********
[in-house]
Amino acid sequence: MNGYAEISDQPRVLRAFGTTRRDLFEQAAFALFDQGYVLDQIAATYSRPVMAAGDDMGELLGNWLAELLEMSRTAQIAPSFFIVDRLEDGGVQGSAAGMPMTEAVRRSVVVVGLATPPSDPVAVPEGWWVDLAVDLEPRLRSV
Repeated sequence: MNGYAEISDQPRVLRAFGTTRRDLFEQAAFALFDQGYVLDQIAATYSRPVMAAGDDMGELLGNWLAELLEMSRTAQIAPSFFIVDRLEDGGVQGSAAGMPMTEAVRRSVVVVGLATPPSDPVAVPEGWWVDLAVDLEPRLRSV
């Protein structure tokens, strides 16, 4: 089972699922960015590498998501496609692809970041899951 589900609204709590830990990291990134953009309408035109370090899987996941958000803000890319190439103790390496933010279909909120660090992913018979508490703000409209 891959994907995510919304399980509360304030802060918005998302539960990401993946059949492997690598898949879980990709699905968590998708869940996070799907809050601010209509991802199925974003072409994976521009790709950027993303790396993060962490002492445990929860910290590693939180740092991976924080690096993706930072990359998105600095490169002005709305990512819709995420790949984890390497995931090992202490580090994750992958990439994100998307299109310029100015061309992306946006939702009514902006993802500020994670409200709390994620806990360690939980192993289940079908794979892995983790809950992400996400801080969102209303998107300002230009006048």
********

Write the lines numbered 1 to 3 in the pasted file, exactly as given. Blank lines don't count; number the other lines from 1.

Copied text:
[in-house]
Amino acid sequence: MNGYAEISDQPRVLRAFGTTRRDLFEQAAFALFDQGYVLDQIAATYSRPVMAAGDDMGELLGNWLAELLEMSRTAQIAPSFFIVDRLEDGGVQGSAAGMPMTEAVRRSVVVVGLATPPSDPVAVPEGWWVDLAVDLEPRLRSV
Repeated sequence: MNGYAEISDQPRVLRAFGTTRRDLFEQAAFALFDQGYVLDQIAATYSRPVMAAGDDMGELLGNWLAELLEMSRTAQIAPSFFIVDRLEDGGVQGSAAGMPMTEAVRRSVVVVGLATPPSDPVAVPEGWWVDLAVDLEPRLRSV